SHALERSVILLE, Ohio — Ohio soybean farmers are impacted by two Ws they have no control over, weather and Washington. The 25% tariff imposed by China on U.S. soybeans in the summer of 2018 as part of an ongoing trade war has seen the pipeline of Ohio's largest crop to it's largest foreign customer dry up.
Prior to the tariffs going into place, researchers with Ohio State University's College of Food, Agricultural, and Environmental Sciences projected a 59% loss in annual net farm income based on historical trends in yields.
"We're here," said Portage County soybean farmer Chuck Sayre when reminded of the finding. "Soybeans were $15-$16 per bushel now they're $8-$9 per bushel so it's half, our income is half."
We caught up with Sayre during a break in the harvest of the first of the more than 1,000 acres of soybeans in Portage County they planted this year.
"When you play a chess game with a foreign nation sometimes you lose and I think we lost this one," he said.
Since the tariffs went into effect, farmers have been told by leaders in Washington to be patient and they have Sayre said, but the patience is running thin.
"The thing that makes me the most angry and most farmers angry is somehow we were decided to be the ones to shoulder the brunt of the tariffs to fix the world economy," Sayre said.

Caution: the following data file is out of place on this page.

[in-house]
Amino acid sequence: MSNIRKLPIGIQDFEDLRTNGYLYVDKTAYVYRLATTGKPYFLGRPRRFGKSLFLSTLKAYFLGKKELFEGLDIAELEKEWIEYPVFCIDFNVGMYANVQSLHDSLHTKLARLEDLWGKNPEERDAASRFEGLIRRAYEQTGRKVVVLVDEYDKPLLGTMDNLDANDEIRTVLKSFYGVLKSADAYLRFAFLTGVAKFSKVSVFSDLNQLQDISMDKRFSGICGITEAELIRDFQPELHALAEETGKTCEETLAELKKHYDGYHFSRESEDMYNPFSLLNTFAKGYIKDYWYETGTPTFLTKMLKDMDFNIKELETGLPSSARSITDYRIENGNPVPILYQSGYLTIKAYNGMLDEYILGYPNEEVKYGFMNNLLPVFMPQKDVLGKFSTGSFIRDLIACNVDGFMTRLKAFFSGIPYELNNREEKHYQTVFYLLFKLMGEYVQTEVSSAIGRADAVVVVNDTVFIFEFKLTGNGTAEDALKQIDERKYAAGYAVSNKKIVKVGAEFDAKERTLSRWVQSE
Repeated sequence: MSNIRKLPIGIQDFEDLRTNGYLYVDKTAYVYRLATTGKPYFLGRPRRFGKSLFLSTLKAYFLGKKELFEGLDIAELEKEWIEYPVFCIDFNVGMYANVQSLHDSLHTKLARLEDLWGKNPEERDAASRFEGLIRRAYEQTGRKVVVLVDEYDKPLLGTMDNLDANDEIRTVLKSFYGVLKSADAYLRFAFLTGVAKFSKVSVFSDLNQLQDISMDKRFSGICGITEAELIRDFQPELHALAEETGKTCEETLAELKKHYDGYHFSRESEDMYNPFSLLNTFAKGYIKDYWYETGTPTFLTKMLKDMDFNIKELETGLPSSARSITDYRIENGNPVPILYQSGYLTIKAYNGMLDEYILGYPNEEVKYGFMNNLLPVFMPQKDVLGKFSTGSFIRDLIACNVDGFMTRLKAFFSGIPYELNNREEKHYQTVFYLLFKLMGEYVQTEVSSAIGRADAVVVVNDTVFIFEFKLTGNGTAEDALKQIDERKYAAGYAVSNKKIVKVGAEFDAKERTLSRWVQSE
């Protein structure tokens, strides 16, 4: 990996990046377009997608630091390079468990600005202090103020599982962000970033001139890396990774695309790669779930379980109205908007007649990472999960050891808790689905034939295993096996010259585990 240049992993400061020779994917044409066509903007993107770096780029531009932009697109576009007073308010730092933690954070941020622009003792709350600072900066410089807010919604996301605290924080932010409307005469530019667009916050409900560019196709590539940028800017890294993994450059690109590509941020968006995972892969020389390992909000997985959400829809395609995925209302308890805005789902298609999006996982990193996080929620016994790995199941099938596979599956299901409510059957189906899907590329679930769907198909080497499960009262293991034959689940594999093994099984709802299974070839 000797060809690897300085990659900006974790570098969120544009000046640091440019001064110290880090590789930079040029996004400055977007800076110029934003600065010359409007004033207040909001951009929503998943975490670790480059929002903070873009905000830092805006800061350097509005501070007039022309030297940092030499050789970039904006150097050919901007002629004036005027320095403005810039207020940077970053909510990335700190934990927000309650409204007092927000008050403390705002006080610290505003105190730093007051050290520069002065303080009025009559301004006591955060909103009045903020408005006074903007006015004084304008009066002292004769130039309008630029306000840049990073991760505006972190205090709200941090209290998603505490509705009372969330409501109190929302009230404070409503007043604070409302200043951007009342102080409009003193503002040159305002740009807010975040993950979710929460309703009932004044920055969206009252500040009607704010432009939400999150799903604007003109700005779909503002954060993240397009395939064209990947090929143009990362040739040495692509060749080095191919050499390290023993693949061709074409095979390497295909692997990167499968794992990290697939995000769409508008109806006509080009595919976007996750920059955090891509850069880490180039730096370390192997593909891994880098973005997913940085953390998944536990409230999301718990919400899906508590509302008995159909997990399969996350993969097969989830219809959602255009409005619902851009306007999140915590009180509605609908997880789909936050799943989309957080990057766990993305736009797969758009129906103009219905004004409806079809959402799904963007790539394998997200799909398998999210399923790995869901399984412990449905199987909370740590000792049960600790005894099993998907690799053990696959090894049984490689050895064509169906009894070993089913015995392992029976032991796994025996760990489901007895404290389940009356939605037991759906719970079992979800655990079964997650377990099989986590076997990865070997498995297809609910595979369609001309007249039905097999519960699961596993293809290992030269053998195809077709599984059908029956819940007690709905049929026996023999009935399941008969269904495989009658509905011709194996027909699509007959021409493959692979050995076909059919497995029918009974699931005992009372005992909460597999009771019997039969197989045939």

"When it came time for the rest of America to share in it, politicians have decided that 'well, the holidays are coming we don't want to mess up everybody's holidays by making them pay more for their products.' "Well, why are we left hanging out to dry for the past year and a half. We're shouldering all of the burden and nobody else is doing that, it's not fair."
And the unfortunate likelihood is even if the tariffs were suddenly lifted, there's a strong possibility that sales to China would not return to their pre-tariff levels as that country has turned to others like Brazil to fill their soybean needs.
As a result, farmers like Sayre are left with the decision to switch away from the soybeans they've grown for 30 years to other crops like corn, a move that comes with expenses.
"Like for instance the combine right there behind you," Sayre said of the massive piece of equipment outfitted for the soybean harvest. "It takes different heads on it to combine different products, those heads, just the front of that machine right there is going to be a $100,000 switch. There's a huge cost."
Still it's a move they will likely make and a cost they will reluctantly absorb.
"The problem with changing midstream, you know this is our livelihood, this is how we make our income so if you gamble and you make the wrong choice, you don't eat."